Chemoreceptor Trigger Zone stimulation Due to rising opioid levels The most common mechanism: 28% of patients Transient (3-7 days) if dosing is steady Upper GI dysmotility (gastroparesis) Tolerance does not develop Vestibular apparatus Unusual; note spinning sensation Constipation, impaction Opioids can contribute to nausea via several mechanisms. The commonest is due to the stimulation of the CTZ (chemoreceptor trigger zone) caused by rising opioid levels. Patients will eventually develop tolerance to this mechanism of nausea. Other causes include gastroparesis, vestibular system stimulation, and constipation Treatment should be directed at the underlying cause when possible. EPERC Fast Facts

50 Nausea Treatments Prochlorperazine (Compazine) Haloperidol
Potent antidopaminergic, weak antihistamine, anticholinergic agent Preferred for opioid related nausea Haloperidol Very potent anti-dopaminergic agent Prochlorperazine is the preferred agent to treat opioid related nausea because its antidopaminergic effect helps reduce stimuiation of the chemotacit

51 Nausea Treatments Promethazine (Phenergan) Scopolamine
Antihistamine with potent anticholinergic properties, very weak antidopaminergic agent Useful for vertigo and gastroenteritis due to infections and inflammation Not useful for opioid-related nausea Scopolamine A very potent, pure anticholinergic agent. Lots of gastrointestinal problems are associated with medications – monitor medications and potential side effects -- use medications that best treat underlying causes -- skin gels help with nausea and patients usually become better; skin gels are well tolerated by most patients -- watch for side-effects of opioids over 7-days to monitor for tolerance and need for adjunctive medications -- watch for side-effects such as constipation The goal is to relieve symptoms quickly – especially if evaluations cannot get at the root cause A variety of medications are used to relieve nausea – compazines helpful for nausea from opioids -- phenergan is not helpful in relieving opioid related nausea and is not well tolerated; phenergan is best used for its antihistamine and anticholinergic properties EPERC Fast Facts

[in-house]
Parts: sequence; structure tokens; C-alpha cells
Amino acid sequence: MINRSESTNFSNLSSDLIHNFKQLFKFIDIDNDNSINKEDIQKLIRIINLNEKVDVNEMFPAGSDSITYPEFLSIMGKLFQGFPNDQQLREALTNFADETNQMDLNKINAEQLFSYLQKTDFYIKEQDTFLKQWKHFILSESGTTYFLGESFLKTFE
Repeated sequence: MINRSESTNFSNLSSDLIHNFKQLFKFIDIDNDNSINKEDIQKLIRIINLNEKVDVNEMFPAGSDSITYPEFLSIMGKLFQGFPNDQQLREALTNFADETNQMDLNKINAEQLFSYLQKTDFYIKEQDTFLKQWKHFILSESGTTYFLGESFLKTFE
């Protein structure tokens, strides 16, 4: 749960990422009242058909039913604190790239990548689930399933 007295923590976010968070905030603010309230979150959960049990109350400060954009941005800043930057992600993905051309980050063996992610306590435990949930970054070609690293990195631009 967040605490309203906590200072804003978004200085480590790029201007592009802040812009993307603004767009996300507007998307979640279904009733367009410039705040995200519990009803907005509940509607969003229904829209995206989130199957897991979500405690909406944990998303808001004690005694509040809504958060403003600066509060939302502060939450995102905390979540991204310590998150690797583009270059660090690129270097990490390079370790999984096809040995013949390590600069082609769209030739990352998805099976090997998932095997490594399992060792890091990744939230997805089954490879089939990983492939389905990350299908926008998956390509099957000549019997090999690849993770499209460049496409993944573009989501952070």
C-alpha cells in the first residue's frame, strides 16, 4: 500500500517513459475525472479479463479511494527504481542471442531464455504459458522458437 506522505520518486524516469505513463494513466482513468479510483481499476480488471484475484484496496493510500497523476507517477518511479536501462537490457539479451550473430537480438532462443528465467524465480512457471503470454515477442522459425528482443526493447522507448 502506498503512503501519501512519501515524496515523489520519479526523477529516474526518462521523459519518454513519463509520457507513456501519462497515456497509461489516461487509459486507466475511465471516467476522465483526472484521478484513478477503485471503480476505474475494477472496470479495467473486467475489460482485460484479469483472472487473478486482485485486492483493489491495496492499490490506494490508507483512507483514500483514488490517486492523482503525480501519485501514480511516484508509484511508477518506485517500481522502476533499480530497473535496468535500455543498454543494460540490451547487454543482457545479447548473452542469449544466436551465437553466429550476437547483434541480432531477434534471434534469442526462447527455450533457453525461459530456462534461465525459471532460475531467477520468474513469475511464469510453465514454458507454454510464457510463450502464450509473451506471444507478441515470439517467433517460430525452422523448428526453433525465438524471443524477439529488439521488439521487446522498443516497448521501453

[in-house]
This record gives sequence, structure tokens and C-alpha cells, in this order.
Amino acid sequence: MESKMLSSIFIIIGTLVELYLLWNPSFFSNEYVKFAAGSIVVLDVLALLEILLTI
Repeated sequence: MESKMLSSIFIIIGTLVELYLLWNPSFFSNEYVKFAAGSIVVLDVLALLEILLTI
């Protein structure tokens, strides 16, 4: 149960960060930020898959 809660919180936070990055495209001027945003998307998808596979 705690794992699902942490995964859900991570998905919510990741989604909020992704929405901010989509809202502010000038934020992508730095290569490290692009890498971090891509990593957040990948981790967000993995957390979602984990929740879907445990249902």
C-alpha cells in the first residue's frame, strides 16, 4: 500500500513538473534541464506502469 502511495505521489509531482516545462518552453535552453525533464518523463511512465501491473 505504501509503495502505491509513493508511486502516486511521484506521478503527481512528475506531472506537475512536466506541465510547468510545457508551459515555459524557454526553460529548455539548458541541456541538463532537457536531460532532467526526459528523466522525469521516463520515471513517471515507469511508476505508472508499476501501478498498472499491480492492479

52 Agitation, Terminal Delirium
Potent Memory Common in final hours, days of life Delirium may not clear May intensify as death approaches Try to identify contributing factors Physical exam and symptom review Medications are most common reversible cause Look for environmental triggers Delirium and agitation, with hallucinations and delusions, may complicate the last days and hours of the dying process. It may not be possible to restore normal cognition or eliminate these distressing symptoms.

53 Terminal Delirium Often requires multifactorial intervention
Environmental modification(s) Psychological support Recruit family and staff Medications Neuroleptics (for delirium) Haloperidol 0.5-1mg PO/SL/IM Q1H PRN Morphine (for dyspnea, pain) Avoid benzodiazepines (paradoxical agitation) Ideally, elimination of contributing factors such as pain and medications associated with delirium can control symptoms. If not, antipsychotic medications are the preferred agents to control delirium. Benzodiazepines should generally be avoided due to their propensity to cause a worsening of the delirium (paradoxical agitation)